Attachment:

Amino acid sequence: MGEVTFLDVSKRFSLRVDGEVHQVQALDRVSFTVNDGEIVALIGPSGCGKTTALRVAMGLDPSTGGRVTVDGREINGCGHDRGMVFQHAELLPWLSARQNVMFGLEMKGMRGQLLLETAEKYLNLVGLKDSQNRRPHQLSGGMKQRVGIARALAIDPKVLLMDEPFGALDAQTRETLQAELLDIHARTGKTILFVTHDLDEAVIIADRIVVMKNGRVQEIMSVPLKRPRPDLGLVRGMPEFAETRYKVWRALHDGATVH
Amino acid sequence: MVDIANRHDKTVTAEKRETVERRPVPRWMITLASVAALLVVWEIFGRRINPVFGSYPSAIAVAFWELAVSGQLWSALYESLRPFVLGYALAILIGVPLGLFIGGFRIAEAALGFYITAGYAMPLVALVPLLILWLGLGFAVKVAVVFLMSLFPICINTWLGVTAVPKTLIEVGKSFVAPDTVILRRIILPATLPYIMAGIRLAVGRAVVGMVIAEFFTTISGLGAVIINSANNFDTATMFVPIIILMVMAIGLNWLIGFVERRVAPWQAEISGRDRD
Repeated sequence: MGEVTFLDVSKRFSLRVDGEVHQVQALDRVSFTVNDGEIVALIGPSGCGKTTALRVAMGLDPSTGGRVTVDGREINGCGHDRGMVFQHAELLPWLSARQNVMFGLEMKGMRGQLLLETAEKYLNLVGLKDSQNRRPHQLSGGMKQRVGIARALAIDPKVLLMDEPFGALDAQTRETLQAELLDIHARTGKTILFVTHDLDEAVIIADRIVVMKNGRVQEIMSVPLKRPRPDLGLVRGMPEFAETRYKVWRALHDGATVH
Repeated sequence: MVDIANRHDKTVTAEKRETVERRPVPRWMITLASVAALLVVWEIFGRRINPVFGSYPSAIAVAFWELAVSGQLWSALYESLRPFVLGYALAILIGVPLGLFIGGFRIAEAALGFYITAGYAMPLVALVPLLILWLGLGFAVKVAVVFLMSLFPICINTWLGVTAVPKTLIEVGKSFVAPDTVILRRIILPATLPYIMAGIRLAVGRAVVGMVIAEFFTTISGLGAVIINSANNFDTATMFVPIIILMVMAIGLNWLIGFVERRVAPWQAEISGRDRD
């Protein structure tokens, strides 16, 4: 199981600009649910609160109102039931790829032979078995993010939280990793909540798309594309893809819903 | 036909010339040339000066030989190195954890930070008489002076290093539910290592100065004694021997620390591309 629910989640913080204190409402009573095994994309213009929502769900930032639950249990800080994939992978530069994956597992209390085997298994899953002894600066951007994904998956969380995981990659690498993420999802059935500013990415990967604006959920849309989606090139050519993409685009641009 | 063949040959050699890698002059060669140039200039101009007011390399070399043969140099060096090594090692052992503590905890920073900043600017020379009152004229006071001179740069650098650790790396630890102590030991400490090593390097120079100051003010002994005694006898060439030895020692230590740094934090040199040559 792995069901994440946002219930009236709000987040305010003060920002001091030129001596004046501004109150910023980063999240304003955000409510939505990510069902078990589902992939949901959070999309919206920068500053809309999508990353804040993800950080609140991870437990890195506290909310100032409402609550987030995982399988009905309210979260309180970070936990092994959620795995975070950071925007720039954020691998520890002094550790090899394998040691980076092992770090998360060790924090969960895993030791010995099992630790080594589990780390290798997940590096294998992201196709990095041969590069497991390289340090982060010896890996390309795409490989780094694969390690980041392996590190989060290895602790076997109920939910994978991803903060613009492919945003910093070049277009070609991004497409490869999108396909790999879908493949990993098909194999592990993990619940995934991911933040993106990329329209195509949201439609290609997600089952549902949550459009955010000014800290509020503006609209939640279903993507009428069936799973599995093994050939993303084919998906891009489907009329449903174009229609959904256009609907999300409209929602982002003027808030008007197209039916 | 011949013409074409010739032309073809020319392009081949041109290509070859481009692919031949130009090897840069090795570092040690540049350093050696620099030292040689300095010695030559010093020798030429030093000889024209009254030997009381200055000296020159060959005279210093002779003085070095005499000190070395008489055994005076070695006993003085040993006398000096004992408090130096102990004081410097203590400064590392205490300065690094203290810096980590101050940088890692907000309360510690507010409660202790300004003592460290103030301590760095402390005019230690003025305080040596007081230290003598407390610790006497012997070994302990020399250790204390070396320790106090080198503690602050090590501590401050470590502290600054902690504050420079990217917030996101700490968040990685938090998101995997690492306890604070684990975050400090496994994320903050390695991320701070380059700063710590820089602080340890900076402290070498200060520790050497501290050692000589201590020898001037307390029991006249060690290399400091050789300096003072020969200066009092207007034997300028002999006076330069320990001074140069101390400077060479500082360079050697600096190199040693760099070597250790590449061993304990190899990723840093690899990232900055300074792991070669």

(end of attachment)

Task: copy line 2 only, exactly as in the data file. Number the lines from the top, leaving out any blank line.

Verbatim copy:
Amino acid sequence: MVDIANRHDKTVTAEKRETVERRPVPRWMITLASVAALLVVWEIFGRRINPVFGSYPSAIAVAFWELAVSGQLWSALYESLRPFVLGYALAILIGVPLGLFIGGFRIAEAALGFYITAGYAMPLVALVPLLILWLGLGFAVKVAVVFLMSLFPICINTWLGVTAVPKTLIEVGKSFVAPDTVILRRIILPATLPYIMAGIRLAVGRAVVGMVIAEFFTTISGLGAVIINSANNFDTATMFVPIIILMVMAIGLNWLIGFVERRVAPWQAEISGRDRD